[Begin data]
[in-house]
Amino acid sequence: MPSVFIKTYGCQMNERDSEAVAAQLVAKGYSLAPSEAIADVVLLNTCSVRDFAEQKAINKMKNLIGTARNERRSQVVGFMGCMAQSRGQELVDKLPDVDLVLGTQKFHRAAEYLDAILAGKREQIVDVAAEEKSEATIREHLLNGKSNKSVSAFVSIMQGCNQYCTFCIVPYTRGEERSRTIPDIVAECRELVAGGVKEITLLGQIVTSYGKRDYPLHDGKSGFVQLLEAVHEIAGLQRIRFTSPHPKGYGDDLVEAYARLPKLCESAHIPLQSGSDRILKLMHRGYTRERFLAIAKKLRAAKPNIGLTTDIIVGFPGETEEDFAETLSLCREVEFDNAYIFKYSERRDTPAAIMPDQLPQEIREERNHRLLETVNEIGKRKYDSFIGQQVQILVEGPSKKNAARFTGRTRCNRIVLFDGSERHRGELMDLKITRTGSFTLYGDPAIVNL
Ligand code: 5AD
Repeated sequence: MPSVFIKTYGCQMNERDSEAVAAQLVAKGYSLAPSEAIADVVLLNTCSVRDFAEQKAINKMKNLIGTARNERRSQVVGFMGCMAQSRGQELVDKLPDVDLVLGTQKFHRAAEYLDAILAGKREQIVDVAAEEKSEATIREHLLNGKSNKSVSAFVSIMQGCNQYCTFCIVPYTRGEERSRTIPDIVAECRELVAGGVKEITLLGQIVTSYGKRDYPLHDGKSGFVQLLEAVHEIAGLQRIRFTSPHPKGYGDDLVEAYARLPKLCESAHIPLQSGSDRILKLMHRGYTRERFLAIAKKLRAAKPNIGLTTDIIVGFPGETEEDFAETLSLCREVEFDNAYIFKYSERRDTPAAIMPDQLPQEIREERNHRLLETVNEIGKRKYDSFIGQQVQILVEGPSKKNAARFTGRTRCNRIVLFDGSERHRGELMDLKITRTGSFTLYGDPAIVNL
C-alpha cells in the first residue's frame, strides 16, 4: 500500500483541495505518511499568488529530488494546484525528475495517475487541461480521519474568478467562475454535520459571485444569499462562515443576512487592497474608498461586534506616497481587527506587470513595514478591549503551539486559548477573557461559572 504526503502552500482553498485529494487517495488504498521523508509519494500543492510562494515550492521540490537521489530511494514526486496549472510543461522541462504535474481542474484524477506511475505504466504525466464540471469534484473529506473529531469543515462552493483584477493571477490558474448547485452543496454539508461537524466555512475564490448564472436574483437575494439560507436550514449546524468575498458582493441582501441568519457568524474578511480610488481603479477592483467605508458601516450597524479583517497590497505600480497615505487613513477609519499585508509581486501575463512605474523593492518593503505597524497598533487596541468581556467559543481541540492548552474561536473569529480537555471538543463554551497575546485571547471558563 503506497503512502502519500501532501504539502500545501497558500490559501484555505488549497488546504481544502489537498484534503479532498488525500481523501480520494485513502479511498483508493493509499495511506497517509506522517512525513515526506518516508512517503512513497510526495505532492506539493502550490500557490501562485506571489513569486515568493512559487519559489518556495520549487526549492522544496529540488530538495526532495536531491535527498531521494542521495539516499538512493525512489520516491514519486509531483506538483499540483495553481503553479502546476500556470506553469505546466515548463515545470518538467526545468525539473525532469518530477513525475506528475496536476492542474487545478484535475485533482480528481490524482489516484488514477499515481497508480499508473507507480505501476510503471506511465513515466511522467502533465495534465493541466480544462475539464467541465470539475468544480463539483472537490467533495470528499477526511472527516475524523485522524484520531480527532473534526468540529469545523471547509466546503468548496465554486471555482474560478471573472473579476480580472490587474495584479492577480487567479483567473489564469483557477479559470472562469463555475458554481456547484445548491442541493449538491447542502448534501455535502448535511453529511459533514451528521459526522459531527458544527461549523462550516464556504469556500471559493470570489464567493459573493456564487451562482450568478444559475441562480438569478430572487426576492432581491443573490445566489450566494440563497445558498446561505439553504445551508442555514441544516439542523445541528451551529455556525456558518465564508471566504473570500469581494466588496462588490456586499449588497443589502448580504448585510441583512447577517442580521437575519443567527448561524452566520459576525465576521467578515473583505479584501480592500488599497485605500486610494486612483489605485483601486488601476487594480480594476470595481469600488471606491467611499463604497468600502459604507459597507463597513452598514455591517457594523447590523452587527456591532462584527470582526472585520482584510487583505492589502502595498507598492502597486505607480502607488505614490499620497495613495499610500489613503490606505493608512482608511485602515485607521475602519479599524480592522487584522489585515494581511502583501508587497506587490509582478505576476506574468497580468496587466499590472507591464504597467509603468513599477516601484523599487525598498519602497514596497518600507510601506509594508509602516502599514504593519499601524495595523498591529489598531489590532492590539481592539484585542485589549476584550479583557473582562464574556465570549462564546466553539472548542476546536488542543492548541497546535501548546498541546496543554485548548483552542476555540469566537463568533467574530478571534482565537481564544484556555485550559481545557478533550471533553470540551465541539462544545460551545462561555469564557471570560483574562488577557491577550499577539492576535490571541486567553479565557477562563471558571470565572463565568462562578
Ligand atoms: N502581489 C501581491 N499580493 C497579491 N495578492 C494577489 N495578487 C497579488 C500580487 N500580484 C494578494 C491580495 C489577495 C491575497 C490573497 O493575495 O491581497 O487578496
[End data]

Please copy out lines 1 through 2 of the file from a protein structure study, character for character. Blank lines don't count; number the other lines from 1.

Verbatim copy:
[in-house]
Amino acid sequence: MPSVFIKTYGCQMNERDSEAVAAQLVAKGYSLAPSEAIADVVLLNTCSVRDFAEQKAINKMKNLIGTARNERRSQVVGFMGCMAQSRGQELVDKLPDVDLVLGTQKFHRAAEYLDAILAGKREQIVDVAAEEKSEATIREHLLNGKSNKSVSAFVSIMQGCNQYCTFCIVPYTRGEERSRTIPDIVAECRELVAGGVKEITLLGQIVTSYGKRDYPLHDGKSGFVQLLEAVHEIAGLQRIRFTSPHPKGYGDDLVEAYARLPKLCESAHIPLQSGSDRILKLMHRGYTRERFLAIAKKLRAAKPNIGLTTDIIVGFPGETEEDFAETLSLCREVEFDNAYIFKYSERRDTPAAIMPDQLPQEIREERNHRLLETVNEIGKRKYDSFIGQQVQILVEGPSKKNAARFTGRTRCNRIVLFDGSERHRGELMDLKITRTGSFTLYGDPAIVNL